The applause and uproar which followed this revelation ought to have satisfied Wang, even if his audience was a small one: it was loud enough to awaken the baby,–a pretty little boy about a year old, looking like a Cupid cut out of sandal-wood. He was whisked away almost as mysteriously as he appeared. When Hop Sing returned my handkerchief to me with a bow, I asked if the juggler was the father of the baby. “No sabe!” said the imperturbable Hop Sing, taking refuge in that Spanish form of non-committalism so common in California.

“But does he have a new baby for every performance?” I asked. “Perhaps: who knows?”–“But what will become of this one?”–“Whatever you choose, gentlemen,” replied Hop Sing with a courteous inclination. “It was born here: you are its godfathers.”

There were two characteristic peculiarities of any Californian assemblage in 1856,–it was quick to take a hint, and generous to the point of prodigality in its response to any charitable appeal. No matter how sordid or avaricious the individual, he could not resist the infection of sympathy. I doubled the points of my handkerchief into a bag, dropped a coin into it, and, without a word, passed it to the judge. He quietly added a twenty-dollar gold-piece, and passed it to the next. When it was returned to me, it contained over a hundred dollars. I knotted the money in the handkerchief, and gave it to Hop Sing.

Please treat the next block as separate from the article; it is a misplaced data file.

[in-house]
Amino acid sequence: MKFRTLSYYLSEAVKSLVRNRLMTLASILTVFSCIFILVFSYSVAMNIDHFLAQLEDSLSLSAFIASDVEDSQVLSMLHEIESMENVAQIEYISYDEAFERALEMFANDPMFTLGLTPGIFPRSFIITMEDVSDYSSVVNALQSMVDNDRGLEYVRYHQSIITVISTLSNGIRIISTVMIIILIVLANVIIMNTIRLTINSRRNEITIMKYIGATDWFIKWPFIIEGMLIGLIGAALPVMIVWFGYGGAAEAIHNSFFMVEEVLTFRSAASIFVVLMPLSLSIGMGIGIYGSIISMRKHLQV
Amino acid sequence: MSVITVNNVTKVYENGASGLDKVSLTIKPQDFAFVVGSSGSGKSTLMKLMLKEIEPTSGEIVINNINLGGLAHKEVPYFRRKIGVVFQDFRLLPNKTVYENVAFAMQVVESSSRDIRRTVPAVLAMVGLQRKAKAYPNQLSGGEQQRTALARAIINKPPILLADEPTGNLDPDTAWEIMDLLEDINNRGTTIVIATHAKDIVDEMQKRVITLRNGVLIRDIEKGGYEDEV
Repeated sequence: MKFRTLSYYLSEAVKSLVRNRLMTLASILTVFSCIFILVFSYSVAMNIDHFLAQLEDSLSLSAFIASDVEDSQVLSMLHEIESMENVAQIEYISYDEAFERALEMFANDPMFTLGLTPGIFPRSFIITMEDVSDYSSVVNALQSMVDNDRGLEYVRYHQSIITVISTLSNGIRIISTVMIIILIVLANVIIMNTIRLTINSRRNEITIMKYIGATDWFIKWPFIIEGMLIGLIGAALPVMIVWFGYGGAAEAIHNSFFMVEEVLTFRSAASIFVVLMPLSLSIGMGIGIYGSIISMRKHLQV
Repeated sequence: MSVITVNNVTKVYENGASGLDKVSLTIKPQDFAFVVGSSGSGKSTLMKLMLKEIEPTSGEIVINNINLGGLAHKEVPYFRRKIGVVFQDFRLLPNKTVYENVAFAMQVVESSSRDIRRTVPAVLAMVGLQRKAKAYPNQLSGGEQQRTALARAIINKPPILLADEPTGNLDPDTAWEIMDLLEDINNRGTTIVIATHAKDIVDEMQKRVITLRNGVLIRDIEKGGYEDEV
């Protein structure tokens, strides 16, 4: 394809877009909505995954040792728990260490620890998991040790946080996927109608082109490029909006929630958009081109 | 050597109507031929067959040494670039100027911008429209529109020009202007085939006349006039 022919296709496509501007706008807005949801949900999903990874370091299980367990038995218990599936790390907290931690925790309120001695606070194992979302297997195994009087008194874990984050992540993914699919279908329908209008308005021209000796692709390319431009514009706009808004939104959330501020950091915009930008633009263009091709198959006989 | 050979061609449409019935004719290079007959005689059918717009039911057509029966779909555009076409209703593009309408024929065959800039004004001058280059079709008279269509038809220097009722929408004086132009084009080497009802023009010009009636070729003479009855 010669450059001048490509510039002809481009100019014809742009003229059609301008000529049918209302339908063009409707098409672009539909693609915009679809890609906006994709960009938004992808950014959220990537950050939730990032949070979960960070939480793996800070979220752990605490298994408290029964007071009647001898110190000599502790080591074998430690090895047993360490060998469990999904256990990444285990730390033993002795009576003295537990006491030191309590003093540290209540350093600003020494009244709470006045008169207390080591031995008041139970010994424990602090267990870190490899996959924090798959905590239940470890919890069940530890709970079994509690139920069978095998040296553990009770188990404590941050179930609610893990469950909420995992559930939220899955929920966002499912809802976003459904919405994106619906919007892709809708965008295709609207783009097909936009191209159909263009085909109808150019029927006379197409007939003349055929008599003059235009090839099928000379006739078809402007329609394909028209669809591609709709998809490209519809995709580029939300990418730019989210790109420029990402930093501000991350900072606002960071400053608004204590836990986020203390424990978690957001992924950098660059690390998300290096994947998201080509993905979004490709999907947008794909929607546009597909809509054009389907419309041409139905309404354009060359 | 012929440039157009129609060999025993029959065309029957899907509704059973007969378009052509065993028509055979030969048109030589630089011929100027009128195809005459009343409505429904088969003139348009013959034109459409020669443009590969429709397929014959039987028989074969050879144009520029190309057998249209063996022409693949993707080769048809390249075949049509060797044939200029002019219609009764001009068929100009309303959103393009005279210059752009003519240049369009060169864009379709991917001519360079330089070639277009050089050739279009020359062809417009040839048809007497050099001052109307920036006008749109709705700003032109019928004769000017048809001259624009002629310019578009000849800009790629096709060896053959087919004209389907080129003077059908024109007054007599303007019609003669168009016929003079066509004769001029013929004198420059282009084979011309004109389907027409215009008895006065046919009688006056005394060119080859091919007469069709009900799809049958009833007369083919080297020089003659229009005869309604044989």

“For the baby, from its godfathers.”

“But what name?” said the judge. There was a running fire of “Erebus,” “Nox,” “Plutus,” “Terra Cotta,” “Antaeus,” &c. Finally the question was referred to our host.